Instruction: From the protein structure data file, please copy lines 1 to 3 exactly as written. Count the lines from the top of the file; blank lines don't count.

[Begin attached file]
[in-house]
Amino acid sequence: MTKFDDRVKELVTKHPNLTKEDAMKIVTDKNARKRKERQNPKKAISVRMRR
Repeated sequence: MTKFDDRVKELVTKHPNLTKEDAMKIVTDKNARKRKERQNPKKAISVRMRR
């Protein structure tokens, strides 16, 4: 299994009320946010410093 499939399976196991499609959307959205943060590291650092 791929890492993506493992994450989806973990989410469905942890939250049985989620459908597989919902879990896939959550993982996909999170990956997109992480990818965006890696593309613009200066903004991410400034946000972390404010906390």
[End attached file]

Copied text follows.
[in-house]
Amino acid sequence: MTKFDDRVKELVTKHPNLTKEDAMKIVTDKNARKRKERQNPKKAISVRMRR
Repeated sequence: MTKFDDRVKELVTKHPNLTKEDAMKIVTDKNARKRKERQNPKKAISVRMRR